How To Toilet Train Your Cat
Tired of cleaning the cat box? Here are some tips on how to train your cat to use the toilet.
So, you're sick and tired of scooping poo from your cat's litter box, emptying the residual mess, and gagging from the whole process. Cat's can be trained to use a toilet. It is safe, clean, and effective. Some cats learn in a couple of weeks, while others will take up to six weeks to get the message.
But several things must be considered first.
What kind of cat person are you?
If you are indifferent to your cat, and consider it as a grudging necessity it is doubtful you have the patience and enough love to go through the rigorous toilet training process. However, if you perceive your cat to be an extended member of the family, a crucial part of your happiness, you have what it takes.
There are many types of cats. Is your cat a strictly outdoor feline? Is she a farm-cat, your husband's or wife's cat, your kids' cat? If so, then there is little point in toilet training it. She prefers doing her business in your flower garden, on the neighbor's lawn, or in the dirt. Cats are heavily into their preferences being the independent creatures they are.
However, if your cat lives in the house and her happiness lies with being with her human family, acts as if she owns the place, and the motor runs loudly when petted and loved, you are ahead of the game.
Toilet Training Step by Step
Okay?now you've decided to toilet train your cat. Let's get on with the business of how to do that.
The younger your Muffy or Scooter is, the easier it is to train it. How curious is your cat about the toilet? Does she often go in the bathroom and wander around the toilet? Does she sometimes play in the water? The younger the cat, the easier it will be to modify its behaviors. Training a thirteen pound cat that is five years old will not lead to success. The younger the feline, the easier it will be.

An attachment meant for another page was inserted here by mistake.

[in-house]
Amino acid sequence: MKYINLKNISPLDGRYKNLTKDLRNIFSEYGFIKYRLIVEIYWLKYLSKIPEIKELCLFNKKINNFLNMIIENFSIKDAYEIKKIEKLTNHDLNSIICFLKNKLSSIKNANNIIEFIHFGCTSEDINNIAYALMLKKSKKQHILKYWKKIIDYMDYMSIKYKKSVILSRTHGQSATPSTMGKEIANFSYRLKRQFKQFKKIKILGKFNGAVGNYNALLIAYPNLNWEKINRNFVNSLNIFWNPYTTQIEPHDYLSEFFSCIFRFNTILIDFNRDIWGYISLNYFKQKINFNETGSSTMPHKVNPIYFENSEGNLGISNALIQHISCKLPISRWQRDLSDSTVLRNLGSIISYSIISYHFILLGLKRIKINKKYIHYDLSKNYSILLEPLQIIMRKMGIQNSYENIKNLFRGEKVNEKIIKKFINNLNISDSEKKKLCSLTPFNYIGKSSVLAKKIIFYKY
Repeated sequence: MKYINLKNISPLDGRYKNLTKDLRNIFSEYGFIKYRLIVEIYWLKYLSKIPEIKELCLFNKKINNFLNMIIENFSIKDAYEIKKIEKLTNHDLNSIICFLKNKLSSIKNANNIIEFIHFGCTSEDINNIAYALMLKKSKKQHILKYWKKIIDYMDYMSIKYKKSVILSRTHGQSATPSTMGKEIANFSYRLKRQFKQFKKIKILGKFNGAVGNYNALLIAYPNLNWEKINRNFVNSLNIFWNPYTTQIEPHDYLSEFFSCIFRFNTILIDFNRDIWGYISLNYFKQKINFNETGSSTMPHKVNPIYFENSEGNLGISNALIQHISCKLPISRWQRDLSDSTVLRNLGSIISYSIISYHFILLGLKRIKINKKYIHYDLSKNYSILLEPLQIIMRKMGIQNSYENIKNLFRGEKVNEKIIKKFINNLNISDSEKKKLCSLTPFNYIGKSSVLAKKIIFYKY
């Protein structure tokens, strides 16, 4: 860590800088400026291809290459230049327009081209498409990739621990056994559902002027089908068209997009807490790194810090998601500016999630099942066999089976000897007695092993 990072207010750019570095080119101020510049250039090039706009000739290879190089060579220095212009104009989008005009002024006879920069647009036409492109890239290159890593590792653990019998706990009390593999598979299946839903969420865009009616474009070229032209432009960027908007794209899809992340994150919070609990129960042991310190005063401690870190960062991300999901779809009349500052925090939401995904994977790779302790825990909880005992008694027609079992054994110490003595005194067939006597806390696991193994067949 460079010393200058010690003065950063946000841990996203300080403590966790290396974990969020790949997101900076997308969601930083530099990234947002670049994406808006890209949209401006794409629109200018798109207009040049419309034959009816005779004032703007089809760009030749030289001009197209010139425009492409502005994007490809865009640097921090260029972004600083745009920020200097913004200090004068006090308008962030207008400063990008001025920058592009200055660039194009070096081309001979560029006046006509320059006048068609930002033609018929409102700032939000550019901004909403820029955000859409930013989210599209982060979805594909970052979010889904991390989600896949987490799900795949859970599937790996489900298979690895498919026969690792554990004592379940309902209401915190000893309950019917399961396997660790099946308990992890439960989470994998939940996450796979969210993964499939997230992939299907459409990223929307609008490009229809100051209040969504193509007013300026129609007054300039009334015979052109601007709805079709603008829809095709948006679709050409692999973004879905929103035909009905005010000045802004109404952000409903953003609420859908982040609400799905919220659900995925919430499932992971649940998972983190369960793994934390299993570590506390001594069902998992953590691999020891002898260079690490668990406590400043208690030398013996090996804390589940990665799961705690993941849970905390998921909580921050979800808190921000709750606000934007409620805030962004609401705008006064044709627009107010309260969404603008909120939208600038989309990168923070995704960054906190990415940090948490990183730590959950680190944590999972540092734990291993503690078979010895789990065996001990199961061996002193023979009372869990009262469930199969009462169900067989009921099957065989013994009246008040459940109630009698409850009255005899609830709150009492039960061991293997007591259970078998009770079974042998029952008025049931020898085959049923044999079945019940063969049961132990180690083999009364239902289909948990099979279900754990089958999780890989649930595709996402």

Place a cat trainer liner under the toilet seat. These can be purchases at any good pet store, Wal-Mart, K-Mart, etc. Place some cat litter on the liner. Your kitty will likely play in it for awhile, but that is okay. She will come to realize that this is her new litter box. When she goes on the litter, praise her, and give her a kitty treat as a reward. Clean the litter so she comes to expect a clean place every time. When she's done her business on the liner several times, cut a hole in the liner so the waste goes into the toilet. She will get used to the noise this makes. Add a little less litter to the liner about once a week, and make the hole bigger each time. Do this step until your cat goes on the seat on its own and comfortably.
Next, get a toddler toilet training seat and put it on the toilet. Putting a big of litter on the seat will make your kitty feel more comfortable at first. Since cats have a need to scratch something when they potty, this will help her.
After several weeks of going through this last process, your cat will feel comfortable jumping on the toilet seat, doing her thing, and jumping off to go about her next item of business. The whole process will take several weeks, and you will have to flush for her.
Give your tabby a treat and praise her every time she uses the toilet.
But flushing behind your kitty is a small price to pay for getting rid of that obnoxious litter box that makes you want to hurl every time you clean it.
There are also self cleaning litter boxes, and even a flushable kitty toilet on the market. Here's some links to find out more. They can be expensive, but a good alternative if you don't want to take the time and effort to toilet train your cat.
Jillanne Kimble is the Acquisitions Editor for Kimble McKay Literary Arts Group. They help writers become authors in the traditional publishing industry through time-tested methods, full support, and their huge databases of agents and publishers who are looking for new talent. You can reach her at http://www.kimblemckay.netfirms.com; or firstname.lastname@example.org.